Words by: Elaine Halligan
Images: Little Tables: Anytime Breakfasts from Around the World by Vanessa Lewis, Beatnik Publishers
Does your vision of a harmonious family mealtime seem miles from reality? Don’t despair – there are ways to help even the fussiest eaters.
Parents understandably see feeding their children as an act of love, nurture and commitment. This is why a mealtime that descends into complaints, fussiness and a refusal to sit down and simply eat can be especially frustrating. Add in a parent’s natural concern about weight and health, and it’s no wonder that what begins with loving preparations at the kitchen counter can all too easily end up a stressful and fraught affair for everybody.
The issue of what children eat has never been hotter. Public Health England’s announcement that children should be limited to two snacks of no more than 100 calories per day is just the latest example and has brought the subject of mealtimes into sharp focus.
We know that food has a big impact on our children’s behaviour. Breakfast is especially important to enable your child to function optimally at school. And at the end of a school day when that book bag is thrown at your feet, you can guarantee blood sugars are low, so forgetting an after-school snack could result in the most almighty meltdown.
According to The Royal College of Psychiatrists, a third of under-fives develop some sort of food fad (either food refusal or selective eating), which makes it a fairly normal part of development. All foods can be allowed, but some foods may be everyday foods and some are more occasional foods. If we give sugary snacks on a daily basis, children develop sugar cravings, which is a perfect recipe for fraught mealtimes, bad eating habits and poor behaviour.
It’s our job as parents to provide meals and snacks that are healthy and balanced, and mealtimes that are enjoyable, free of pressure and stress for all.
Here are a few ideas to make mealtimes calm:
Research tells us how important this is. Try to sit down with your children at mealtimes, even when you are not eating with them.
Try to involve children in the planning and preparation of meals. Let them leaf through recipe books and choose a meal themselves. Involve them in writing the shopping list, loading the trolley, ticking off items as they go, packing, unpacking, washing fruit and vegetables, even cutting them up and putting them in pans. Take them to self-pick farms where they can pick their own fruit. Young children can weigh ingredients, grate cheese, mash potatoes, roll out pastry (reasonably well), and they can tear salad leaves, sprinkle herbs and so on. They can start off by growing cress, and then move on to tomatoes, potatoes and even strawberries in pots. Research shows that when children are involved in sourcing food, they are more likely to try it.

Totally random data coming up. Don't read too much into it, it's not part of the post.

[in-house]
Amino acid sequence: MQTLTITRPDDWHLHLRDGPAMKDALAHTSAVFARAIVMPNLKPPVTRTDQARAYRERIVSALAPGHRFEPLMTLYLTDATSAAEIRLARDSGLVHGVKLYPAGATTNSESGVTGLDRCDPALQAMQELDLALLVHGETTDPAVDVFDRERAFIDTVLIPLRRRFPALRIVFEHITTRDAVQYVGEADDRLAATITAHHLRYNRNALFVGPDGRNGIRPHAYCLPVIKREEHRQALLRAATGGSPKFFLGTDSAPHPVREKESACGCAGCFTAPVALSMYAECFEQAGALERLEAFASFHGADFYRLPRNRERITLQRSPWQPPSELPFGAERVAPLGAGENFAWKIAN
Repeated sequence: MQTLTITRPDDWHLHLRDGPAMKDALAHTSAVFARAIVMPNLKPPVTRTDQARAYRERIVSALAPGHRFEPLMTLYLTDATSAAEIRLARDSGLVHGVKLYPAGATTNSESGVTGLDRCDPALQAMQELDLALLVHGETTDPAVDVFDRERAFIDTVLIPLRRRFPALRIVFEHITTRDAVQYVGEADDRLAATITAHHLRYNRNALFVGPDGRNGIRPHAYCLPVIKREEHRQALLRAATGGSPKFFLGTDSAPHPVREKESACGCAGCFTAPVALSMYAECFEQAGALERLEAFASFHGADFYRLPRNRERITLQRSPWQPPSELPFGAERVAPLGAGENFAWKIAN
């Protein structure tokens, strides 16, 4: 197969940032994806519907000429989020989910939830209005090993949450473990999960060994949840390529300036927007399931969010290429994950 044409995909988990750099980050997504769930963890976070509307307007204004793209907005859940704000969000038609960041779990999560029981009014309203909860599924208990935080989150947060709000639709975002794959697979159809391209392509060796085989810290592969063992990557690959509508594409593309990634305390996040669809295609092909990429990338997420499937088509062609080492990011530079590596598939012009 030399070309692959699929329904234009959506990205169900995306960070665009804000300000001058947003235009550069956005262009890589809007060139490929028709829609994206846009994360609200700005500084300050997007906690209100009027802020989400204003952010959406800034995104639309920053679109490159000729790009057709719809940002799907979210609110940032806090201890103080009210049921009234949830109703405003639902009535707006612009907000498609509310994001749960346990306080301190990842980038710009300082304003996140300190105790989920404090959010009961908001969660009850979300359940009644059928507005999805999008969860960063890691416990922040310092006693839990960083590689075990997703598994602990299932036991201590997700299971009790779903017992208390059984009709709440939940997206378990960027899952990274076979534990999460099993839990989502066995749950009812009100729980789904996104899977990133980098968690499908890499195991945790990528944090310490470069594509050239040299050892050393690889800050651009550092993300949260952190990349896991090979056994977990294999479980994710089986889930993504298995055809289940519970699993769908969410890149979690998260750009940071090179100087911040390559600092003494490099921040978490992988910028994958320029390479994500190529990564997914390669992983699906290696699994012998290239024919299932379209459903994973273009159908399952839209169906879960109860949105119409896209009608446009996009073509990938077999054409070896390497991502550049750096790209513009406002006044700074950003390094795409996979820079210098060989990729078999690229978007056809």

Show them the way
Model enthusiasm for trying new foods, and bear in mind we need to offer new foods at least eight times before they may be accepted. When we try something we might even verbalise our reluctance: “Although I’m not sure about this one, I will try a mouthful to see how it is because I might like it!” Talk about foods you love now that you didn’t like as a child, so that they can see tastes change. Accept that even though your child doesn’t like a food now, he may love it later. Kids have a lot more taste buds than adults, so foods will taste more intense to them. Some children are more sensitive to taste than others, but most children don’t like bitter tastes, which are more common in vegetables.
Ring the changes
Eating in a different venue can sometimes help to encourage fussy eaters to try new things. Have a picnic in the garden or the park. If the weather is bad, make a den in another room or under the table and have the picnic there. Mix up the normal table settings, help them personalise where they sit at the table, either with a special cushion or by adorning their chair with stencils, stickers or ribbons, or make a placemat by laminating an A4 card with a rainbow of foods tick chart.
Be clear about what you want
Decide what rules you want for snack time and the table, and write them down (or have them in picture form). These should be framed positively and specifically, such as: “Sit with your bottom on the chair;” “Leave toys behind;” “Eat with a fork and spoon/knife” and “Ask to get down from the table.” Ask your child what the rules are before the meal. Be clear about what snacks they can have and don’t have less healthy ones around. Given that sugar is the new cocaine, don’t be surprised if your child refuses the fruit or vegetable snack if high-sugar snacks have been the norm.
Let them play
Within reason, let them experiment with real food and water in their toy cooker and help them prepare special feasts for their toy friends. Let them play with real saucepans, ladles and spoons – celebrate kitchen equipment!
Use a tick chart or a jar into which you put tokens, such as pasta pieces, to acknowledge your child for good behaviour and the rules they are following. Praise even the tiniest steps in the right direction, such as: “You came and sat down;” “The four legs of your chair are on the floor;” “You didn’t say ‘yuck’ even though this isn’t your favourite food;” “You put your fork in a carrot – that’s a brave start!”
Give small portions to start with. If it’s a new food, a pea-sized amount will do.
If your child doesn’t like a food, don’t criticise, nag or scold, but don’t give up either. You might need to present it to them quite a few times before they will try the food or before they decide they actually like it.
Build happy memories
Connect food and mealtimes with happy feelings, rather than laying down the foundations for anxiety around eating in the future.
Elaine Halligan is London Director of The Parent Practice, an organisation that enables parents to get the best out of their children. theparentpractice.com